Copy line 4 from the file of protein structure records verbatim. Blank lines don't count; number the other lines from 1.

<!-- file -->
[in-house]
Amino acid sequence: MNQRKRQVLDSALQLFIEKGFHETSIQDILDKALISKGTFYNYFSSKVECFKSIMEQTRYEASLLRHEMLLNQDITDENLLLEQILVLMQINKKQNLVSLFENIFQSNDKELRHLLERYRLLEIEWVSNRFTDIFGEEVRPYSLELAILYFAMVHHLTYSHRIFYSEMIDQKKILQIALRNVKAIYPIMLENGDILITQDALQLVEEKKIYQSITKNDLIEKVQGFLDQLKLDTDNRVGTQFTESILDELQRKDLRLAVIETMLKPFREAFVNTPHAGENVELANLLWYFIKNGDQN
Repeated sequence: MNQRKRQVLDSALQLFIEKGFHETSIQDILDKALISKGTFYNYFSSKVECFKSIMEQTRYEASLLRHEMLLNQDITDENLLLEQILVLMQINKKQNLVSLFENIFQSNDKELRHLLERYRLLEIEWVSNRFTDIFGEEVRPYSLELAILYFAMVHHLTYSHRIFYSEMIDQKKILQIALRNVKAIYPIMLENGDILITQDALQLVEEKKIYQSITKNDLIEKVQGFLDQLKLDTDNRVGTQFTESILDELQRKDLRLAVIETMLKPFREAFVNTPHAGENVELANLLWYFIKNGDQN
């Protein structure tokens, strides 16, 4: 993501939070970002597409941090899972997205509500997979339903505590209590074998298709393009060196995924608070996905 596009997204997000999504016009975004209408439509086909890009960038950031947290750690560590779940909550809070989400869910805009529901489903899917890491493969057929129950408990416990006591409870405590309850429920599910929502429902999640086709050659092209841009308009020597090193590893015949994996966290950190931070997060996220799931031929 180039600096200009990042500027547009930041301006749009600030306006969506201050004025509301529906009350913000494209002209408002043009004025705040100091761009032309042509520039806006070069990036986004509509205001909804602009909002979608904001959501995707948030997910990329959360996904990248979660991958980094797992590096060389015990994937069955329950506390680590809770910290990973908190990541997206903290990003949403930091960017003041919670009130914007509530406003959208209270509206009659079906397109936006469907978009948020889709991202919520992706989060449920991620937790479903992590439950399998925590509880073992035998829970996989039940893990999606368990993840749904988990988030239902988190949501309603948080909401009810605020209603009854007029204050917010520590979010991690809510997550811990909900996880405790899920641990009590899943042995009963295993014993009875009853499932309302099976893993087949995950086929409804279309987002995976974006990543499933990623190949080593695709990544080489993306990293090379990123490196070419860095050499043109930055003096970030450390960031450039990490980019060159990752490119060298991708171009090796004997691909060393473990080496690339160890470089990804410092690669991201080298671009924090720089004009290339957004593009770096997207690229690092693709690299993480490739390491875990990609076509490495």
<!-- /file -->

């Protein structure tokens, strides 16, 4: 993501939070970002597409941090899972997205509500997979339903505590209590074998298709393009060196995924608070996905 596009997204997000999504016009975004209408439509086909890009960038950031947290750690560590779940909550809070989400869910805009529901489903899917890491493969057929129950408990416990006591409870405590309850429920599910929502429902999640086709050659092209841009308009020597090193590893015949994996966290950190931070997060996220799931031929 180039600096200009990042500027547009930041301006749009600030306006969506201050004025509301529906009350913000494209002209408002043009004025705040100091761009032309042509520039806006070069990036986004509509205001909804602009909002979608904001959501995707948030997910990329959360996904990248979660991958980094797992590096060389015990994937069955329950506390680590809770910290990973908190990541997206903290990003949403930091960017003041919670009130914007509530406003959208209270509206009659079906397109936006469907978009948020889709991202919520992706989060449920991620937790479903992590439950399998925590509880073992035998829970996989039940893990999606368990993840749904988990988030239902988190949501309603948080909401009810605020209603009854007029204050917010520590979010991690809510997550811990909900996880405790899920641990009590899943042995009963295993014993009875009853499932309302099976893993087949995950086929409804279309987002995976974006990543499933990623190949080593695709990544080489993306990293090379990123490196070419860095050499043109930055003096970030450390960031450039990490980019060159990752490119060298991708171009090796004997691909060393473990080496690339160890470089990804410092690669991201080298671009924090720089004009290339957004593009770096997207690229690092693709690299993480490739390491875990990609076509490495």